2001’s Law of Survival is the third novel in Kristine Smith’s Jani Kilian series.
Jani Kilian has had a tumultuous life. Framed for a murder, cashiered from the service, doomed to life as a fugitive … but eventually she achieves a soft landing. She has been cleared of the murder and is no longer hiding from the law. Well, cleared of that particular crime. Life as a fugitive meant cutting a few legal corners. The smart thing to do would be to find some unobtrusive niche in which she can exercise her considerable bureaucratic skills1 and lay low.
But poor Jani is drawn, willy-nilly, back into human-alien conflict.
Peace between human and idomeni is a fragile thing. Neither race really understands on a gut level how the other thinks, although each has had sufficient experience to make educated guesses about the other. In the past, cultural differences contributed to violent clashes. Now, the two species manage to trade.
A backwater colony’s attempt to purchase vitally needed water processing equipment hits a roadblock when the purchase runs smack into the most basic (if unwritten) rule of the Commonwealth, which is “thou shalt not endanger any of the oligarchy’s bottom lines.” The transaction appears to threaten the interests of Exterior Minister Anias Ulanova and her allies, because she has intervened to block the sale.
Meanwhile, Jani is given a document that seems to implicate idomeni ambassador Nema in a serious affront to idomeni mores. Idomeni have many vices, but duplicity is not one of them. It seems unthinkable that Nema would violate propriety in this manner. It is unthinkable. Someone must be framing Nema.
Someone who will be happy to shift gears, from covert methods to open violence, if Jani foils the first plan. Someone who may be one of Jani’s closest friends. Or her lover…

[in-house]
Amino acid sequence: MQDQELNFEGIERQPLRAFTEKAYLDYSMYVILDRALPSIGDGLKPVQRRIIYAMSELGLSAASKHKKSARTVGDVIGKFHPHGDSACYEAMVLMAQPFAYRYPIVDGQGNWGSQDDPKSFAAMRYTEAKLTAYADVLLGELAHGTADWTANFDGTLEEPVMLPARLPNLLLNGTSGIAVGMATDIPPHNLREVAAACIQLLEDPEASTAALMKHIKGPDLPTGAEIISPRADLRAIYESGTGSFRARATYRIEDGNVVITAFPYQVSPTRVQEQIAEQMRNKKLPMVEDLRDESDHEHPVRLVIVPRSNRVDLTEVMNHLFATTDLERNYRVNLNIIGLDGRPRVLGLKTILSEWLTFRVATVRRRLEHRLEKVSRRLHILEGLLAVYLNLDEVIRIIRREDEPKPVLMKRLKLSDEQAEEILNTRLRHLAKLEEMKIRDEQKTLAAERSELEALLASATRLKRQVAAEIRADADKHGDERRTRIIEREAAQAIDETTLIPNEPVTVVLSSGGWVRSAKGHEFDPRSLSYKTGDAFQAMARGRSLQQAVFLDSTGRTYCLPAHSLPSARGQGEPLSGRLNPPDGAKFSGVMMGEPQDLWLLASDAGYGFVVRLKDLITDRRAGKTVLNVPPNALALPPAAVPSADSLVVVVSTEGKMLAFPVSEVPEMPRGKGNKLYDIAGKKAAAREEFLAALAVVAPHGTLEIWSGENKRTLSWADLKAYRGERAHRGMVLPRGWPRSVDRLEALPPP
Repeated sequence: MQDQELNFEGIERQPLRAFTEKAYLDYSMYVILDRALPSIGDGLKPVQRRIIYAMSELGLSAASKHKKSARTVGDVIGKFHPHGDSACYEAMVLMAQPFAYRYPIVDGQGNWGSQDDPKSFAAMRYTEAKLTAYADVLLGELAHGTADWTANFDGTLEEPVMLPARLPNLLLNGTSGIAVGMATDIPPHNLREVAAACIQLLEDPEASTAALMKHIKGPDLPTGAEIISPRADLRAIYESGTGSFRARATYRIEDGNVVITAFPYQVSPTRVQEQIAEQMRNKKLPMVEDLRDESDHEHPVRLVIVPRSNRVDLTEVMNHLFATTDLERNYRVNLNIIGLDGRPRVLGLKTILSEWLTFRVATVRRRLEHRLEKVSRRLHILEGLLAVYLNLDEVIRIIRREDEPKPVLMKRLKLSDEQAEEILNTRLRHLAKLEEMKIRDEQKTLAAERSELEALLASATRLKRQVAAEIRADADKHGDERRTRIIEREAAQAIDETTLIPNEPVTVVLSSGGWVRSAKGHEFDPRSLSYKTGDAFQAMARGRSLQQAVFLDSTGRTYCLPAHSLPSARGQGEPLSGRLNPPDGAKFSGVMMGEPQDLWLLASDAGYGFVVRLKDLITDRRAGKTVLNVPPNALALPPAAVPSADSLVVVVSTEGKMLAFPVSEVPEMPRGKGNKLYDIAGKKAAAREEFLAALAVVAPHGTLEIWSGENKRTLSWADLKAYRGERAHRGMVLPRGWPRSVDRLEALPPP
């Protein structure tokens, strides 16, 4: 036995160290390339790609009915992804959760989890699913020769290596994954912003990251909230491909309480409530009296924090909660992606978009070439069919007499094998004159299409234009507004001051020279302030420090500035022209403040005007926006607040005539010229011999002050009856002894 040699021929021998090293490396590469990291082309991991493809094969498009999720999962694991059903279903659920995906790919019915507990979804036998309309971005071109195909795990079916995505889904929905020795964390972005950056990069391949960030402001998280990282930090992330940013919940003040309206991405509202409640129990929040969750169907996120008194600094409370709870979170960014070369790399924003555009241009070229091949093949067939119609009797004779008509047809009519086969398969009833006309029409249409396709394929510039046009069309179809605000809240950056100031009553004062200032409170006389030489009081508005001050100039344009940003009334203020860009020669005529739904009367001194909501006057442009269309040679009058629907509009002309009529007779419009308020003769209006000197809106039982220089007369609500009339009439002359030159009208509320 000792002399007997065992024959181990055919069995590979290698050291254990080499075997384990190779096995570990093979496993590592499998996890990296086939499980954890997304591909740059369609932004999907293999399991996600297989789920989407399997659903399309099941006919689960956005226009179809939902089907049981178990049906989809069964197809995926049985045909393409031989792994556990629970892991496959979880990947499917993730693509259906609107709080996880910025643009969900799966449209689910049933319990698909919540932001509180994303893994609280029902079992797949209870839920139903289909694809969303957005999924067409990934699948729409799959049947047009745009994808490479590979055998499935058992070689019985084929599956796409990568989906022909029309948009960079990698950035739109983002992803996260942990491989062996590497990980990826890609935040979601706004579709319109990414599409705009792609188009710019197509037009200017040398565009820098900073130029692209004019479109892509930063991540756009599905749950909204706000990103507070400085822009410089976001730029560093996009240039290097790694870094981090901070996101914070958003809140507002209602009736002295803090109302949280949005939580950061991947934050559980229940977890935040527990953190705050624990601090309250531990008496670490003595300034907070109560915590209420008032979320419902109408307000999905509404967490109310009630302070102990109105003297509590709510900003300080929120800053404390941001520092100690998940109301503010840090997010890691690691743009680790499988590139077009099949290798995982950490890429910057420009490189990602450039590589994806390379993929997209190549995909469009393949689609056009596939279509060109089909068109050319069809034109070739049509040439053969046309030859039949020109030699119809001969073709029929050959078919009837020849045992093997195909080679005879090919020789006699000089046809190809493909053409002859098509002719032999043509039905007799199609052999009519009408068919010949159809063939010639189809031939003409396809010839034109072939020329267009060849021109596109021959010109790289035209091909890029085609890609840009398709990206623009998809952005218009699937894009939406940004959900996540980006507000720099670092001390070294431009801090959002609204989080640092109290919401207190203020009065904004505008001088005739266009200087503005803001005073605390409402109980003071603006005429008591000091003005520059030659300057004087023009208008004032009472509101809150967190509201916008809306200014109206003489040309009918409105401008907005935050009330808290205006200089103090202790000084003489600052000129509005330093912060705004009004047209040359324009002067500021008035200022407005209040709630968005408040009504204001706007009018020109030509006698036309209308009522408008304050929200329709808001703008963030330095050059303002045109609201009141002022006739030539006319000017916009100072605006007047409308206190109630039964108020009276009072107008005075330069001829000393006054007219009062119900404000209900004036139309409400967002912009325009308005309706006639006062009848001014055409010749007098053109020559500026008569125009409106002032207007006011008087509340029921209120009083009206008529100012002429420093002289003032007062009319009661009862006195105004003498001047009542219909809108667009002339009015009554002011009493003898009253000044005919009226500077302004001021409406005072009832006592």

Jani’s friends seem to be fated to be cut down in the crossfire. To her credit, she does make the time to visit her wounded chums in the hospital … or at least she does when circumstances allow.
I am obliged to grumble about the very idea of human-alien hybrids, but I will admit that in this case, the implausible premise underlines the general theme of the series: dissimilar cultures living cheek by jowl will slowly begin to merge. There are barriers but they are permeable.
Many science fiction settings feature strict segregation between races, even when they can share the same environment. When they are forced to share, sharing usually breaks down into war and sometimes genocide. Somewhat to the alarm of both human and idomeni authorities, this is not the case in Jani Kilian’s universe. Earth might be an oligarchy but from the perspective of the clanless Haárin, it offers freedoms they will never have at home. Similarly, there are enclaves of humans living amongst the idomeni.
Presumably Smith builds on these themes in the last two books in the series, but how, exactly, and if the colony worlds ever manage to get Earth’s boot off their necks, I could not say. Way back in 2007, I was sent the first three books by the SFBC (which reviews eventually resulted in an SFBC omnibus). I think someone higher up the food chain must have snagged the last two books for themselves2…. I look forward to reading future installments.
1: I thought about titling this “paperwork-is-civilization-paperwork-is-meaning-paperwork-is-life-itself” but while that is a worthy sentiment, it’s not from this book and might give people the wrong impression about it.
2: This is why I have not read all the Pratchett Discworld novels: I did not have time for non-work books then, and I was never assigned to review Pratchett.